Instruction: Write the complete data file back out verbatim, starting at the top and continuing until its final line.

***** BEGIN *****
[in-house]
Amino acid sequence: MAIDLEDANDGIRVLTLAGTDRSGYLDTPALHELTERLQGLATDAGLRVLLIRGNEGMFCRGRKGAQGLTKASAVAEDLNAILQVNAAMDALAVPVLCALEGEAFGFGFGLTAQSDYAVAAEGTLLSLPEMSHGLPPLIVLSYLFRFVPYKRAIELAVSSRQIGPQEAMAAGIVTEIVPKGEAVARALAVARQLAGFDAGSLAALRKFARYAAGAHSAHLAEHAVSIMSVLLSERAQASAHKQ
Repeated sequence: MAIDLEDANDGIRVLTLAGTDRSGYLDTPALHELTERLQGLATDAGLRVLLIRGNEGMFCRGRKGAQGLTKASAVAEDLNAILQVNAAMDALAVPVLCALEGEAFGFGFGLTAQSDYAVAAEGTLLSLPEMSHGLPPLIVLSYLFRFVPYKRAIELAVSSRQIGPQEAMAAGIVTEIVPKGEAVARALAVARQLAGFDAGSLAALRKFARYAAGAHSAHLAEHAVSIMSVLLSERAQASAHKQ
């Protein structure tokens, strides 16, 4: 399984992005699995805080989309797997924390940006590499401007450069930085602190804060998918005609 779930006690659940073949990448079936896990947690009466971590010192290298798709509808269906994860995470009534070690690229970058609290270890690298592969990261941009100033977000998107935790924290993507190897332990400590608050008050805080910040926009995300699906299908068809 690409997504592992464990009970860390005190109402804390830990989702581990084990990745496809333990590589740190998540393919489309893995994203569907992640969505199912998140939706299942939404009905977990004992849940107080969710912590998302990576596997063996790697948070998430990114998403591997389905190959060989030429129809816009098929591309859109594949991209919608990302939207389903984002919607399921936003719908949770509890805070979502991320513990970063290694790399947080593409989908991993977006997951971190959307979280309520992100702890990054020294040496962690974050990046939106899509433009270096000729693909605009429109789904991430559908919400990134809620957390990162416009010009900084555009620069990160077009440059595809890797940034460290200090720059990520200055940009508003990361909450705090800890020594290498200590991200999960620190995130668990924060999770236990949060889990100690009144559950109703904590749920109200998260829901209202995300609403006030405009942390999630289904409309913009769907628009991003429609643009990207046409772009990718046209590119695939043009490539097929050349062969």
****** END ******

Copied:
[in-house]
Amino acid sequence: MAIDLEDANDGIRVLTLAGTDRSGYLDTPALHELTERLQGLATDAGLRVLLIRGNEGMFCRGRKGAQGLTKASAVAEDLNAILQVNAAMDALAVPVLCALEGEAFGFGFGLTAQSDYAVAAEGTLLSLPEMSHGLPPLIVLSYLFRFVPYKRAIELAVSSRQIGPQEAMAAGIVTEIVPKGEAVARALAVARQLAGFDAGSLAALRKFARYAAGAHSAHLAEHAVSIMSVLLSERAQASAHKQ
Repeated sequence: MAIDLEDANDGIRVLTLAGTDRSGYLDTPALHELTERLQGLATDAGLRVLLIRGNEGMFCRGRKGAQGLTKASAVAEDLNAILQVNAAMDALAVPVLCALEGEAFGFGFGLTAQSDYAVAAEGTLLSLPEMSHGLPPLIVLSYLFRFVPYKRAIELAVSSRQIGPQEAMAAGIVTEIVPKGEAVARALAVARQLAGFDAGSLAALRKFARYAAGAHSAHLAEHAVSIMSVLLSERAQASAHKQ
């Protein structure tokens, strides 16, 4: 399984992005699995805080989309797997924390940006590499401007450069930085602190804060998918005609 779930006690659940073949990448079936896990947690009466971590010192290298798709509808269906994860995470009534070690690229970058609290270890690298592969990261941009100033977000998107935790924290993507190897332990400590608050008050805080910040926009995300699906299908068809 690409997504592992464990009970860390005190109402804390830990989702581990084990990745496809333990590589740190998540393919489309893995994203569907992640969505199912998140939706299942939404009905977990004992849940107080969710912590998302990576596997063996790697948070998430990114998403591997389905190959060989030429129809816009098929591309859109594949991209919608990302939207389903984002919607399921936003719908949770509890805070979502991320513990970063290694790399947080593409989908991993977006997951971190959307979280309520992100702890990054020294040496962690974050990046939106899509433009270096000729693909605009429109789904991430559908919400990134809620957390990162416009010009900084555009620069990160077009440059595809890797940034460290200090720059990520200055940009508003990361909450705090800890020594290498200590991200999960620190995130668990924060999770236990949060889990100690009144559950109703904590749920109200998260829901209202995300609403006030405009942390999630289904409309913009769907628009991003429609643009990207046409772009990718046209590119695939043009490539097929050349062969």